Unsoo
Very detailed and puts the entire normandy campaign in perspective. a good read.
in waiting
Where are the maps, man?!? While this is an enjoyable and informative book, it is reduced in estimation by the lack of maps. Geez louise, will someone tell these authors to include maps?
Voodoozragore
When I bought this book, I couldn't help but wonder if it would validate my long-held beliefs about the Allies' top three generals in Europe during World War II (Eisenhower, Montgomery, and Bradley) and their subordinate, General George S. Patton Jr. --- views which I had formed as a boy by reading newspapers, watching newsreels, listening to the radio and over-hearing adult conversations as the war progressed.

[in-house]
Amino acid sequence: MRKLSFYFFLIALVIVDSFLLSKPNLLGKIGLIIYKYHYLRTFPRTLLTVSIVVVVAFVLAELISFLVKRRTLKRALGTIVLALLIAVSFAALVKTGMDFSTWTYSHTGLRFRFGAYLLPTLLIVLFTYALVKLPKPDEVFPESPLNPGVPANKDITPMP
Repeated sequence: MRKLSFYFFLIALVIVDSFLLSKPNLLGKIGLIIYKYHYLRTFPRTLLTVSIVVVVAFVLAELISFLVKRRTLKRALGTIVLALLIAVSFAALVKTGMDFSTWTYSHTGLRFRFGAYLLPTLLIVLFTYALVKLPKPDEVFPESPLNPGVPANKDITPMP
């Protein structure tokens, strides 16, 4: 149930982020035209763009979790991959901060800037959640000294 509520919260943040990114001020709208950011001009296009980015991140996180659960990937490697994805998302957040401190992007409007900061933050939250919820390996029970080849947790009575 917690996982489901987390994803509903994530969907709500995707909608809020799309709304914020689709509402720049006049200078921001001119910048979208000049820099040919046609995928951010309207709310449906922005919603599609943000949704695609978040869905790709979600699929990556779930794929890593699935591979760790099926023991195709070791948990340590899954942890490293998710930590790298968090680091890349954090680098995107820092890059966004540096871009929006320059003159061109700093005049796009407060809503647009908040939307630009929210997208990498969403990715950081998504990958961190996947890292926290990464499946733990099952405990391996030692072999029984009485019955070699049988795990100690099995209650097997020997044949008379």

As it turns out, it does much more than that. It delivers a detailed history of the early stages of the war in Europe AND confirms my long-held beliefs. And by reviewing the personal reflections of these four men --- in their notes, journals, letters, etc. --- it also appears that, unbeknownst to one another, they, too, viewed each other in much the same way. But, sadly, it does one other, more important, thing. It effectively proves that by their actions, inactions, and ineptitude, and by ignoring the urgings of General Patton, these three top-level generals: 1) failed to capture or destroy the bulk of the German Army in France, leaving them to regroup and live to fight another day, thus prolonging the war by several months, and 2) in all probability caused the deaths of tens-of- thousands of Allied and Germany soldiers in what would have been unnecessary battles.